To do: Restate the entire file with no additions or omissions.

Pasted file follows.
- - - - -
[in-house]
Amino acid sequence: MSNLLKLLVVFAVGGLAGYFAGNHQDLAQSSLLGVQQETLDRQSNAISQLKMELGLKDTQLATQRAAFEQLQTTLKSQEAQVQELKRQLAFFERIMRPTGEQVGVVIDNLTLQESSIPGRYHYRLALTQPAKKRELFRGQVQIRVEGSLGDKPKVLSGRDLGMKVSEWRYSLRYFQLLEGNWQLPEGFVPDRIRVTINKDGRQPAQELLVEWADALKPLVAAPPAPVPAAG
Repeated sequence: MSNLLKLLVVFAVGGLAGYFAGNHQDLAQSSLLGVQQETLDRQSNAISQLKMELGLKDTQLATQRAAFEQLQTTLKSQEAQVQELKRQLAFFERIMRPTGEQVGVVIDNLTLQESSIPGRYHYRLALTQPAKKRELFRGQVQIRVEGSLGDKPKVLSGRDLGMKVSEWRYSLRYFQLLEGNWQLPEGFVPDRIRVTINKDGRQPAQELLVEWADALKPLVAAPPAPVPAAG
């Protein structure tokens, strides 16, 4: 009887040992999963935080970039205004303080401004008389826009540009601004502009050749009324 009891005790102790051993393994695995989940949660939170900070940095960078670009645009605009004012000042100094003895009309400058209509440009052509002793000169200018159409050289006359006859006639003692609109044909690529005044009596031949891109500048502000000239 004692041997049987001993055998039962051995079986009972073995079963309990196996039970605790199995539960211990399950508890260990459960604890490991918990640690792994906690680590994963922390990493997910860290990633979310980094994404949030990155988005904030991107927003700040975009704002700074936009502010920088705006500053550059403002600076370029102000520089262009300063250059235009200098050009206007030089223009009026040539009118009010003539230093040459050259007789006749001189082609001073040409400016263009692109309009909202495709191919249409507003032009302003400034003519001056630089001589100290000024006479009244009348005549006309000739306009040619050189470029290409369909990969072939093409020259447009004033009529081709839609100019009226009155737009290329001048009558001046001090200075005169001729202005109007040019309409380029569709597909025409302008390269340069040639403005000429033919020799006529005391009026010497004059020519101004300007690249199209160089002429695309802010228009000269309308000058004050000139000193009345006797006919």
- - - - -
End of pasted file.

[in-house]
Amino acid sequence: MSNLLKLLVVFAVGGLAGYFAGNHQDLAQSSLLGVQQETLDRQSNAISQLKMELGLKDTQLATQRAAFEQLQTTLKSQEAQVQELKRQLAFFERIMRPTGEQVGVVIDNLTLQESSIPGRYHYRLALTQPAKKRELFRGQVQIRVEGSLGDKPKVLSGRDLGMKVSEWRYSLRYFQLLEGNWQLPEGFVPDRIRVTINKDGRQPAQELLVEWADALKPLVAAPPAPVPAAG
Repeated sequence: MSNLLKLLVVFAVGGLAGYFAGNHQDLAQSSLLGVQQETLDRQSNAISQLKMELGLKDTQLATQRAAFEQLQTTLKSQEAQVQELKRQLAFFERIMRPTGEQVGVVIDNLTLQESSIPGRYHYRLALTQPAKKRELFRGQVQIRVEGSLGDKPKVLSGRDLGMKVSEWRYSLRYFQLLEGNWQLPEGFVPDRIRVTINKDGRQPAQELLVEWADALKPLVAAPPAPVPAAG
């Protein structure tokens, strides 16, 4: 009887040992999963935080970039205004303080401004008389826009540009601004502009050749009324 009891005790102790051993393994695995989940949660939170900070940095960078670009645009605009004012000042100094003895009309400058209509440009052509002793000169200018159409050289006359006859006639003692609109044909690529005044009596031949891109500048502000000239 004692041997049987001993055998039962051995079986009972073995079963309990196996039970605790199995539960211990399950508890260990459960604890490991918990640690792994906690680590994963922390990493997910860290990633979310980094994404949030990155988005904030991107927003700040975009704002700074936009502010920088705006500053550059403002600076370029102000520089262009300063250059235009200098050009206007030089223009009026040539009118009010003539230093040459050259007789006749001189082609001073040409400016263009692109309009909202495709191919249409507003032009302003400034003519001056630089001589100290000024006479009244009348005549006309000739306009040619050189470029290409369909990969072939093409020259447009004033009529081709839609100019009226009155737009290329001048009558001046001090200075005169001729202005109007040019309409380029569709597909025409302008390269340069040639403005000429033919020799006529005391009026010497004059020519101004300007690249199209160089002429695309802010228009000269309308000058004050000139000193009345006797006919």